91st Georgetown House Tour Shows Off Unique Renovations, Designs

More than 1,800 persons toured eight select homes on Saturday, April 20, during the 91st Georgetown House Tour, organized by St. John’s Episcopal Church at 3240 O St. NW and co-chaired by Azali Kassum and Donna Leanos.

The crowd flow went smoothly, the lines moved steadily despite a check-in at each house and chairs set out for tour goers to put on shoe coverings before entering each house, where they found knowledgeable and friendly docents in every room of every house.

The weather was sunny, clear and not too warm the whole day, making St. John’s Rector Gini Gerbasi laugh as she greeted hundreds of guests at the House Tour Tea held at the Parish Hall in the afternoon. “Last year I had to greet everyone with towels to help them dry off and to help spread out their umbrellas in the church entry hall,” she told The Georgetowner.

You would think after 91 years, seeing a multitude of mainly brick-facade Georgetown town houses, many dating over 100 years old, many with steep front steps, would get old despite the wonderful stories they contained of their often renowned past owners.

But every house had a surprise. What lay behind the historic front door often brought a gasp from the house tour guests when first entered. Almost all the homes had been remodeled — extensively, more than once — to modernize it with open spaces, larger rooms with lots of light, usually within the existing footprint.

Many of the houses had been completely gutted inside, to end up in some (as a home on Dent Place) with different levels for the entrance, living room, dining room and kitchen, family room adjoining garden. Almost all the homes had pantry-bars – some built in, such as a home on N Street, where the architect had opened the front walls of the dining room onto the living room and then fit in a large pantry bar and powder room behind. The dining rooms often had long narrow tables that could fit eight to12 people on open, airy, modern chairs.

Surprising to see as well was the select use of wallpaper in several of the houses. One on 28th Street used wall paper to unify the wall behind built-in bookcases and to hide a door to the cellar in the corner. Some textured wall paper was used on ceilings to bring out artistic shadows of the chandeliers. Several homes used it to enliven small powder rooms. Two homes used wall paper ingeniously to decorate their small home elevators.

One 100-plus year-old home owner kept the arched inset bookcases on either side of a paneled fireplace in the front room and converted it to a front office. That study opened up a large dining room with a wall of paneled windows over a long built-in shelf commode that used to house a large sink for the kitchen. But the owners had gotten permission to build an L-shaped wing with a pantry, modern kitchen and an octagonal breakfast room — one of the few houses that worked outside the original footprint.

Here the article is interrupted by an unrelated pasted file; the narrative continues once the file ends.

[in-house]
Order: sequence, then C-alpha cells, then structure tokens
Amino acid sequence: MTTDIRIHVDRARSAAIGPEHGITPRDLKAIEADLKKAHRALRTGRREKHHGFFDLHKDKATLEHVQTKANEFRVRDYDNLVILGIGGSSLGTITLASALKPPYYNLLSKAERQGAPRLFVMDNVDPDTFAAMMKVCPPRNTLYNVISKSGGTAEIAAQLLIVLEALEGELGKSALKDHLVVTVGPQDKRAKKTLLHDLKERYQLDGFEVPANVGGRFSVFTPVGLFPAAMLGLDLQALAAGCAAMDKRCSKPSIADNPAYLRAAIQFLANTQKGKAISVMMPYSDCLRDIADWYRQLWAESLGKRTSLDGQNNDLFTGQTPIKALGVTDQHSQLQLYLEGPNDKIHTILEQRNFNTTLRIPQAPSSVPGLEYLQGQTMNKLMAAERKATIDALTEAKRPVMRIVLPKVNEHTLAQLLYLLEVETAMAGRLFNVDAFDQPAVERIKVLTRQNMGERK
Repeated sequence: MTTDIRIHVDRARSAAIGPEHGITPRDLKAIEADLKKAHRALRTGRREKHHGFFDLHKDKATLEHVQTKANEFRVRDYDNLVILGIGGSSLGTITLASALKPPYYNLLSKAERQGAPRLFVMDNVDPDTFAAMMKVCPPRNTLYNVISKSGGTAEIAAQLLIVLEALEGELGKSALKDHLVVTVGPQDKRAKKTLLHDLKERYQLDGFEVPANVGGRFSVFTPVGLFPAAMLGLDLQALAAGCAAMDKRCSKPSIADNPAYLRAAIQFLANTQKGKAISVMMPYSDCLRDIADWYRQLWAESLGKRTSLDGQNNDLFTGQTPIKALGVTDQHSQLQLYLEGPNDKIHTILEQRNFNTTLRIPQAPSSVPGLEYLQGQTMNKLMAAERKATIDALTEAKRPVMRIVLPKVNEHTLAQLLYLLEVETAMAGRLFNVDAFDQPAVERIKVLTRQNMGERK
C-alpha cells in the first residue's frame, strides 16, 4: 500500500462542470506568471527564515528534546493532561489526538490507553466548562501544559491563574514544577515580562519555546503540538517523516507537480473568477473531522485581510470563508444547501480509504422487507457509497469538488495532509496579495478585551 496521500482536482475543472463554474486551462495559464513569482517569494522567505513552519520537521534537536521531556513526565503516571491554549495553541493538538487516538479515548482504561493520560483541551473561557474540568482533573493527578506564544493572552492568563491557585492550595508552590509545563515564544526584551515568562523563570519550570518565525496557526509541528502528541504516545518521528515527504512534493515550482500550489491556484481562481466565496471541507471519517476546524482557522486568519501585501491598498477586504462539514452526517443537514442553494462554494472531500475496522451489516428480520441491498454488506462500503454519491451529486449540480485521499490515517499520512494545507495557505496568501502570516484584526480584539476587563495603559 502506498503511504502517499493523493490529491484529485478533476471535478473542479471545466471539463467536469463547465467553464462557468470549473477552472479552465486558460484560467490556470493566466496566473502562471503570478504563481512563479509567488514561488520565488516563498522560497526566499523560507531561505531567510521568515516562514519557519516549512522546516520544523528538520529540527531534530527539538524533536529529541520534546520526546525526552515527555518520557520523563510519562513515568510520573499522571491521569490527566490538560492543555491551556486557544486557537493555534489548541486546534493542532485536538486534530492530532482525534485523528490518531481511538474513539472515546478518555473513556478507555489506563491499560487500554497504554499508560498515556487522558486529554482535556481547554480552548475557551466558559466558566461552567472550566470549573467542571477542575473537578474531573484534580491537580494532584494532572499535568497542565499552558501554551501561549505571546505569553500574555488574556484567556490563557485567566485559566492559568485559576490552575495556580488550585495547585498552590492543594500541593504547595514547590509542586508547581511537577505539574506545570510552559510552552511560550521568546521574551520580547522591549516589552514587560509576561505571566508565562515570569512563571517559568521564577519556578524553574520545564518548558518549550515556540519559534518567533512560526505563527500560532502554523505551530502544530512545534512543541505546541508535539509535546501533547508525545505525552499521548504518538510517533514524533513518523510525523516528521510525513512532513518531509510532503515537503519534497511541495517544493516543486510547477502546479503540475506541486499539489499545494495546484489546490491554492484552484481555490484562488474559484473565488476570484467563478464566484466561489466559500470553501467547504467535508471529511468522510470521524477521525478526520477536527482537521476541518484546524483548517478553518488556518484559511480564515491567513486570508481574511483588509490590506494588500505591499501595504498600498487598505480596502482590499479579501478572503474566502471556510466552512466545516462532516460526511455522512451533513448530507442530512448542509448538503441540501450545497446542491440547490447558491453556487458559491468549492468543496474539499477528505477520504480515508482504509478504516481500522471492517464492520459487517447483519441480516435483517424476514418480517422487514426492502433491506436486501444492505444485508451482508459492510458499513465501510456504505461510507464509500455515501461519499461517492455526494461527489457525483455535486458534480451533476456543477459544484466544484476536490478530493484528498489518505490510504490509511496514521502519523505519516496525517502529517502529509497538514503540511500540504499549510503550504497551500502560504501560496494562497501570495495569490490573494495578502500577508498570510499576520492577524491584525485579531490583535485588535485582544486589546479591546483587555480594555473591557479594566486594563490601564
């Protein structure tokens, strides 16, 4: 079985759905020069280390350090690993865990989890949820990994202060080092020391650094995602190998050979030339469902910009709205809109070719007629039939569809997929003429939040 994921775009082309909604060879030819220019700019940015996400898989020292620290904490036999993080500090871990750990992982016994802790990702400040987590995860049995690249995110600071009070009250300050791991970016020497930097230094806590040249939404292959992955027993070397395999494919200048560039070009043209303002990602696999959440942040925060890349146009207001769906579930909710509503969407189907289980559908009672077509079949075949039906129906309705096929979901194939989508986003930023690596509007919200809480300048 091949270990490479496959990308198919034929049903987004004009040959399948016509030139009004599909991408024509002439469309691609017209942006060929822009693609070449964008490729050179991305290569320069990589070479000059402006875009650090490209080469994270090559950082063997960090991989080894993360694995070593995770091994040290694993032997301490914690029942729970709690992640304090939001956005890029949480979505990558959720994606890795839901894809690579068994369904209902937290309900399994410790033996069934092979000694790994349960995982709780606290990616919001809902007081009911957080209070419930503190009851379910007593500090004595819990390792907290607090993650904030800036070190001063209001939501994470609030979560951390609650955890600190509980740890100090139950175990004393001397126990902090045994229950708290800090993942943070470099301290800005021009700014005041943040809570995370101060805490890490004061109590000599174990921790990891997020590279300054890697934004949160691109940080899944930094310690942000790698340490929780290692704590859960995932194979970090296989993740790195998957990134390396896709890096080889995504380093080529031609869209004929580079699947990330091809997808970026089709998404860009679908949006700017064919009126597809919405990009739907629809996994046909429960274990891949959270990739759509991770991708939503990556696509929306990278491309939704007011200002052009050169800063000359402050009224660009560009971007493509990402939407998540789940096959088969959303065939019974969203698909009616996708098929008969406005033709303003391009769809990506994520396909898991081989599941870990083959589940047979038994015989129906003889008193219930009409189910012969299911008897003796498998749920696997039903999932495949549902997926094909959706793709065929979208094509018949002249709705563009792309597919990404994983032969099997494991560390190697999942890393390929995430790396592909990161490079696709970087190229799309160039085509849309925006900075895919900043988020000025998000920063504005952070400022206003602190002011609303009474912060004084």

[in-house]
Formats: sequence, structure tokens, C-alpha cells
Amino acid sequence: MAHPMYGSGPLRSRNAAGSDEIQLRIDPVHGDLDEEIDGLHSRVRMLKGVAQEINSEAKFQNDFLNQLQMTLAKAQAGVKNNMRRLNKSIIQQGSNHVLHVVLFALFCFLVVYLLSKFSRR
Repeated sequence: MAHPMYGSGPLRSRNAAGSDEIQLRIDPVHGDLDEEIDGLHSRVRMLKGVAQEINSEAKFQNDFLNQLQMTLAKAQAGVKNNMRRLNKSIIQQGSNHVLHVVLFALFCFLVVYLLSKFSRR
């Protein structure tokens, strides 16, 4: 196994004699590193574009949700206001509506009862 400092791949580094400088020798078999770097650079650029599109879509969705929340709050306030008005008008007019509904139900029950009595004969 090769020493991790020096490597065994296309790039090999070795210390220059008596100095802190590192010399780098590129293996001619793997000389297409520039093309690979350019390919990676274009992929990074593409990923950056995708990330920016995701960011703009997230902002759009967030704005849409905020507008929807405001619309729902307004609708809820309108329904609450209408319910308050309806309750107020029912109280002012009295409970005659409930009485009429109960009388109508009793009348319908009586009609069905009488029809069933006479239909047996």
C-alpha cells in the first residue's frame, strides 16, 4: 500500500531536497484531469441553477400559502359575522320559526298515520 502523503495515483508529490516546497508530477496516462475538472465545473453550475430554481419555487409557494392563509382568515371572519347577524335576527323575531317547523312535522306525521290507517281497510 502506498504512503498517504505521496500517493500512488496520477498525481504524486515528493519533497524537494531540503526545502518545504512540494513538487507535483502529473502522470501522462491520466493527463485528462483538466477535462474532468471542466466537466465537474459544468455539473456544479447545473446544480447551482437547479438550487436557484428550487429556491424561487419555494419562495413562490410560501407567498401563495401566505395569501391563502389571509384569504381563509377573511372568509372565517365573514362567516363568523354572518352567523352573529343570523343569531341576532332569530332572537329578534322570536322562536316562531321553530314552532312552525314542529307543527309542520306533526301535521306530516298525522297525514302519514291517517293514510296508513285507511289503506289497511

Every house on the tour had a garden — maybe as a result of the pandemic of 2020. Some gardens were fitted out with large outdoor kitchens. One such garden kitchen in a house on P Street led to another patio with large comfortable couches and a TV. No vegetables nor cut flower beds were in sight, although it still might be too early to plant them.

Missing from most of the tour houses, however, were signs of the living mess of books, magazines, multiple TVs and art. One house that had a more lived-in look had patiently put all the kids toys on bookshelves and cabinets throughout the family room. A lively wall paper covered one wall; the interior wall had been opened fully to the living room with large settees facing a large TV set. It was a pleasure to see how the family’s activities were separated but together (and probably as neat for the house tour as it ever gets, which every parent on the tour could understand).

It was also a pleasure after seeing multiple houses to retreat to St. John’s Parish Hall for tea. There were hundreds of crustless sandwiches made by volunteers. Georgetown Cupcake contributed some 800 cupcakes, and Tatte Bakery (soon to open at the old Capital One building on the corner of Q Street and Wisconsin Avenue) contributed hundreds of pastries. There were plenty of chairs and tables and a fun jazz band.

Since 1931, St. John’s Episcopal Church has organized and hosted the Georgetown House Tour to raise funds for ministry and outreach. From day one, the House Tour has been an important part of enabling the mission of St John’s in the greater Georgetown community.


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